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In JoVE (2)
- High-Throughput Measurement and Classification of Organic P in Environmental Samples
- Characterizing Bacterial Volatiles using Secondary Electrospray Ionization Mass Spectrometry (SESI-MS)
Other Publications (6)
Articles by Jane E. Hill in JoVE
High-Throughput Measurement and Classification of Organic P in Environmental Samples
Nicholas R. Johnson, Jane E. Hill
School of Engineering, University of Vermont
This protocol describes a high-throughput method of enzymatic hydrolysis that utilizes a microplate reader to measure and classify soil phosphorus as P monoesters, P diesters and inorganic P. Up to 96 samples can be measured at one time in a standard laboratory.
Characterizing Bacterial Volatiles using Secondary Electrospray Ionization Mass Spectrometry (SESI-MS)
Heather D. Bean, Jiangjiang Zhu, Jane E. Hill
School of Engineering, University of Vermont
Secondary electrospray ionization mass spectrometry (SESI-MS) enables the detection of volatile organic compounds (VOCs) without the need for any sample pretreatment. This protocol provides instructions for the rapid (within minutes) characterization of bacterial VOCs using SESI-MS.
Other articles by Jane E. Hill on PubMed
Applied and Environmental Microbiology. Jun, 2005 | Pubmed ID: 15933006
The influence of bacterial growth stage and the evolution of surface macromolecules on cell adhesion have been examined by using a mutant of Escherichia coli K-12. To better understand the adhesion kinetics of bacteria in the mid-exponential and stationary growth phases under flow conditions, deposition experiments were conducted in a well-controlled radial stagnation point flow (RSPF) system. Complementary cell characterization techniques were conducted in combination with the RSPF experiments to evaluate the hydrophobicity, electrophoretic mobility, size, and titratable surface charge of the cells in the two growth phases considered. It was observed that cells in stationary phase were notably more adhesive than those in mid-exponential phase. This behavior is attributed to the high degree of local charge heterogeneity on the outer membranes of stationary-phase cells, which results in decreased electrostatic repulsion between the cells and a quartz surface. The mid-exponential-phase cells, on the other hand, have a more uniform charge distribution on the outer membrane, resulting in greater electrostatic repulsion and, subsequently, less adhesion. Our results suggest that the macromolecules responsible for this phenomenon are outer membrane-bound proteins and lipopolysaccharide-associated functional groups.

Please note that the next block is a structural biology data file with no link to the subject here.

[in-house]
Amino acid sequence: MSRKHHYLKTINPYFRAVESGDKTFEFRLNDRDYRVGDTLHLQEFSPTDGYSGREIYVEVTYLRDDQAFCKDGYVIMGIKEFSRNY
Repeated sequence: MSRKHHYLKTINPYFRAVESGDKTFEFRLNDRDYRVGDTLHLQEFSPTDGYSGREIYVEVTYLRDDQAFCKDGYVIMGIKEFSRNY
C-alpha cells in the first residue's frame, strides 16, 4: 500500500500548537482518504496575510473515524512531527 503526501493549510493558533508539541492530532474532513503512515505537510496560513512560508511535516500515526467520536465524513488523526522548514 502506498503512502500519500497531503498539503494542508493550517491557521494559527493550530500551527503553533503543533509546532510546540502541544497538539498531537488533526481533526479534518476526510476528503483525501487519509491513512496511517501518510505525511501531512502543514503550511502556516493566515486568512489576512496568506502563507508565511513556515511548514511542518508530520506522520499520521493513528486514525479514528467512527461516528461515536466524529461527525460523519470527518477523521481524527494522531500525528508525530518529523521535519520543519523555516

Environmental Microbiology. Dec, 2007 | Pubmed ID: 17991037
The Delaware-Maryland-Virginia (DelMarVa) Peninsula, flanking one side of the Chesapeake Bay, is home to a substantial broiler chicken industry. As such, it produces a significant amount of manure that is typically composted and spread onto local croplands as a fertilizer. Phytate (myo inositol hexakisphosphate), the major form of organic phosphorus in the manure, can be hydrolysed by microorganisms to produce orthophosphate. Orthophosphate is a eutrophication agent which can lead to algal blooms, hypoxia and fish kills in the Chesapeake Bay and its tributaries. This transect study reveals a subpopulation of heterotrophic, thiosulfate-utilizing bacteria that can degrade phytate within the watershed as well as its receiving water sediment. Aerobic isolates were typical soil bacteria, e.g. Pseudomonad, Bacillus and Arthrobacter species, as well as a less common Staphylococcus inhabitant. Bacillus pumilus, Staphyloccocus equorum, Arthrobacter bergei and Pseudomonas marginalis strains have not been previously described as phytate-degrading. Each site along the transect - from manure pile to receiving sediment - was host to a population of bacteria that can degrade phytate and hence, each is a possible non-point source of orthophosphate pollution. Each new isolate could provide an enzyme additive for monogastric feed, thus reducing the impact of excessive phytate load on the environment.
Biochemical and Biophysical Research Communications. Jan, 2009 | Pubmed ID: 19061867
(1-->3)-Beta-D-Glucans are structural cell wall components of fungi, plants, and some bacteria and have been linked with human respiratory symptoms following aerosol exposure. A clear interpretation of the health impact of (1-->3)-beta-D-glucans is limited by the high cost and uncertainties associated with current glucan quantitation methods. The objective of this research is to develop DNA aptamers for the measurement of (1-->3)-beta-D-glucans. Aptamers are synthetic DNA functional binding molecules that fold into unique conformations, allowing them to bind specifically to their target. Through the in vitro selection process SELEX, we have produced aptamers that are able to bind with sub-micromolar affinity to curdlan, a linear unbranched form of (1-->3)-beta-D-glucans. These aptamers display high selectivity to curdlan and do not bind to non-(1-->3)-beta-D-polysaccharides, suggesting specificity for the beta-(1-->3)-glycosidic linkage. The aptamers produced here will enable the production of more cost-effective, less ambiguous assays for the environmental measurement of (1-->3)-beta-D-glucans.